Sunday, July 26, 2009

The most popular girl in the room - unfortunately

I volunteered this past Friday and Saturday nights.

I have decided to make up fake names for the kids when I talk about them. It's easier than saying the 5-year-old, the 3-year-old. To protect their privacy, the names that I make up won't even be close to the children's real names. Also, I will not describe them physically or say very much about why they are there.

On Friday I spent time with Linda, a very quiet 5-year-old girl. She gradually opened up and near the end of the night told me a little about her mother and her older brother. Then she asked when I would come back. I told her it wouldn't be for many days because next week I'll be out of town.

I usually don't go on Saturdays, but I decided to go because I was thinking about Linda and the fact that I wouldn't be able to go back for while. When I got to the playroom, Linda was in a another room getting a shower so I started to read books with a cheerful 3-year-old named Joy. Actually, it was more like Joy reading books to me. She would turn the pages and chatter happily about whatever was pictured in the book.

Then a 5-year-old named Jennifer comes into the playroom after her shower. Jennifer is looking lost and crying for her mother. She must have arrived today, because she was not there last night. I ask her if she wants to read books with us. She says yes and sits on my lap. She is still crying and I listen to her while she tells me that she wants her mommy. I hug her and try to comfort her as best I can.

Linda shows up after her shower and sits down next to me. I have Linda and Jennifer each pick out a book. We read. Jennifer cries and says she wants her mommy. I continue to hold her and try to comfort her. Linda gets a sad look on her face and whispers something about her mommy under her breath. I ask Linda, "Do you miss your mommy too?" She nods her head solemnly and a tear rolls down her face. With crying Jennifer in my lap, I reach over and put my arm around Linda and tell her, "I know you miss your mommy." Linda doesn't go into full blown crying and I can see that a little bit of attention from me makes her feel better. Joy is still happily reading to herself near us.

We leave the playroom to have a snack in the kitchen. After snack time, everyone sits on the floor in the living room for singing time. The singing starts but Jennifer, still crying, leaves the floor and crawls onto the end of the couch. I'm sitting in the middle of the couch. I am hoping one of the staff will go to her. I'm only here a couple of hours a week. Wouldn't it be better for the person who is going to be spending the whole night with Jennifer to go and comfort her? Give this frightened child a chance to bond with someone other than the lone volunteer who is going to leave in an hour?

All through singing time, Jennifer is on one end of the couch, alone and crying. I'm staying on my side of the couch - waiting, waiting, waiting. Hoping a staff will reach out to her. Singing ends and they start the movie. None of the staff go near Jennifer. Finally, I can't take it anymore. I move over to Jennifer, take her in my lap and hold her while she cries. When the movie starts, Joy comes near me and also starts to say she misses her mommy. Joy sits to my right and alternates between happily watching the movie and saying she wants her mommy. Linda comes over and sits to my left. I try to smile at her and talk to her during the movie so she doesn't feel left out. She smiles back.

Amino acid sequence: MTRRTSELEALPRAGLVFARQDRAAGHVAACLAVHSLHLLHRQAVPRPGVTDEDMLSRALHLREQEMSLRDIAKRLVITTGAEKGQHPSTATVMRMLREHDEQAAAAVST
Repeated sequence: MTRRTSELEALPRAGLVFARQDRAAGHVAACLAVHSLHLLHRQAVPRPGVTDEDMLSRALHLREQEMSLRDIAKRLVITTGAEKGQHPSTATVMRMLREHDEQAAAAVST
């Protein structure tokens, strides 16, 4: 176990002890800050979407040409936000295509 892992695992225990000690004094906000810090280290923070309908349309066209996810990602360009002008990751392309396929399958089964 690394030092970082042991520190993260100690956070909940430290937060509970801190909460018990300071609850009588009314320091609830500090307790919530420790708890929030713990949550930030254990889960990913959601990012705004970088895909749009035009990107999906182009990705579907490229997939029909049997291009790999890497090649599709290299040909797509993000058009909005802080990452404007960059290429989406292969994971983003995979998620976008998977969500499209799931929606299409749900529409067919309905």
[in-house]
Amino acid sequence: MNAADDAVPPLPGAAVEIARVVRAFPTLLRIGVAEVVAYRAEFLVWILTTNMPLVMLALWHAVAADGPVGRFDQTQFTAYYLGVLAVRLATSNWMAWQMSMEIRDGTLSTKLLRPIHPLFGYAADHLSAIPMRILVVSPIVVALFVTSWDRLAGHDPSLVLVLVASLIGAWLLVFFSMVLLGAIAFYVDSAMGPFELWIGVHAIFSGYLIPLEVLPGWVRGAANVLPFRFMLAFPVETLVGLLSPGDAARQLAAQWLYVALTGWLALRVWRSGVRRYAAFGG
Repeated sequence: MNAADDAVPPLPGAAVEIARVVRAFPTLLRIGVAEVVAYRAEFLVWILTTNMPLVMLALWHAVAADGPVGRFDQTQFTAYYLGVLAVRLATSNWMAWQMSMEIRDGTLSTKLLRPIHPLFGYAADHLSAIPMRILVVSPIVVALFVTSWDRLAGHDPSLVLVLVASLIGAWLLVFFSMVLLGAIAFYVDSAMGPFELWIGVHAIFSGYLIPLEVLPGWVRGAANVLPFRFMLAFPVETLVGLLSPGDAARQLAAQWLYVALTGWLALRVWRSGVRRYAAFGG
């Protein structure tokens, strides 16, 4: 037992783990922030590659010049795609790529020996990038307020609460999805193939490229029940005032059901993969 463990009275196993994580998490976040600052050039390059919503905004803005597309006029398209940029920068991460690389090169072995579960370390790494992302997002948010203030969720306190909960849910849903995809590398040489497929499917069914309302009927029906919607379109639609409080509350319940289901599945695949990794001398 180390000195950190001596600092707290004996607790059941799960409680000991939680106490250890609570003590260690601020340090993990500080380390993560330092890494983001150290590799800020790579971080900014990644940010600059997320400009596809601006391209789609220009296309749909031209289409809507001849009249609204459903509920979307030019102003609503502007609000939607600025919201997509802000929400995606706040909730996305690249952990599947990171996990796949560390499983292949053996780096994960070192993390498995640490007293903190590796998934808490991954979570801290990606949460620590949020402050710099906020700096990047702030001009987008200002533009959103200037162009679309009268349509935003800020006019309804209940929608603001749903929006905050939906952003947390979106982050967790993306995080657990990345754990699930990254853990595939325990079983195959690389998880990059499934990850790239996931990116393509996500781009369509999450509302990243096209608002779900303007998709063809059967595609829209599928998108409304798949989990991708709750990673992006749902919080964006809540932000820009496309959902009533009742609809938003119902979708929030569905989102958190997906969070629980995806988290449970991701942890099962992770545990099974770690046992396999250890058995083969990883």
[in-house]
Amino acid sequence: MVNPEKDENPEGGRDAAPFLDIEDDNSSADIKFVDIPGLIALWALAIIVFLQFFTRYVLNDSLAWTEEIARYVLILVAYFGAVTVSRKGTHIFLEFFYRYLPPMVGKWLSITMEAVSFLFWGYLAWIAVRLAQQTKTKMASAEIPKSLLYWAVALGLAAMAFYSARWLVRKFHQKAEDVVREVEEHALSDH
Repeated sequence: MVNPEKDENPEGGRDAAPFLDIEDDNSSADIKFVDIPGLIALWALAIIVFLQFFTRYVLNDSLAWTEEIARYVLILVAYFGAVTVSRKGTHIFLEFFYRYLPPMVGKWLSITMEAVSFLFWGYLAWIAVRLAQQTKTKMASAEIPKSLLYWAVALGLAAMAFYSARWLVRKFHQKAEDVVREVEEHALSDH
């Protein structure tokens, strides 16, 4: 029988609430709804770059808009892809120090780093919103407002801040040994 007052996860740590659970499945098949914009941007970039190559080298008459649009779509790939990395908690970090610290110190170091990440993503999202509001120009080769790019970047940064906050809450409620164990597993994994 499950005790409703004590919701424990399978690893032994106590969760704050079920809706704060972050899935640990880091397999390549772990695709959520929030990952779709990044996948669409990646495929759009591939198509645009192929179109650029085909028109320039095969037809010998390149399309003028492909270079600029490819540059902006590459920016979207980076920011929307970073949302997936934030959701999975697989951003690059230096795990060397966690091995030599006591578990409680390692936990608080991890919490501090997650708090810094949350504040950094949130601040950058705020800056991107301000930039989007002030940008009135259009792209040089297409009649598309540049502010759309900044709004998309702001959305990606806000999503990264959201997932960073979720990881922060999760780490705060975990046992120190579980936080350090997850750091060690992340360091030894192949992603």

At one point during the movie I have crying Jennifer on my lap, Joy snuggling on my right, Linda sitting quietly on my left and a 3-year-old comes over and leans against my legs while watching the movie. I am a kid magnet.

The night has a painful ending. Joy, Linda and Jennifer all want me to read them a book in their rooms. Luckily, Linda and Jennifer are in the same room. I go to their room and start to read. Joy is screaming because she wants me in her room. I finish the book and say goodnight to Linda and Jennifer. Linda smiles at me. Jennifer continues to cry.

I go into Joy's room and she stops screaming. I read a book to her and her sister. I hear Jennifer start to cry loudly in the other room. After I finish the book I try to say goodnight to Joy and her sister and leave. I really want to go see how Jennifer is doing. But Joy starts to scream again when I try to leave. So I stay in Joy's room and sit by her bed while she falls asleep.

While I am sitting with Joy, Jennifer has escalated to screaming in the next room. I feel horrible that I can't be in both rooms at once and that I have abandoned Jennifer, who was so fragile and vulnerable all night. I hear them take Jennifer out of that room and into another. Eventually, Joy falls asleep and Jennifer quiets down.

I leave.

A heartbreaking night.


Kate said...

Kathy - I haven't read your blog in a while so was just catching up - am so impressed by your writing about your volunteer experiences. And so impressed that you are doing this. I'm sure you provide some truly unique comfort to these kids - amidst an utterly flawed system. Want to hear about the impact of Operation Enthusiastic Cupcake as time goes on - I'm sure burnout is a huge issue but STILL. Miss you guys.
-Kate (Meyers)

grasshopper said...

Hi Kate,
Thanks for the encouragement. I will definitely be giving updates on Operation Enthusiastic Cupcake if there is any progress.
Miss you guys too!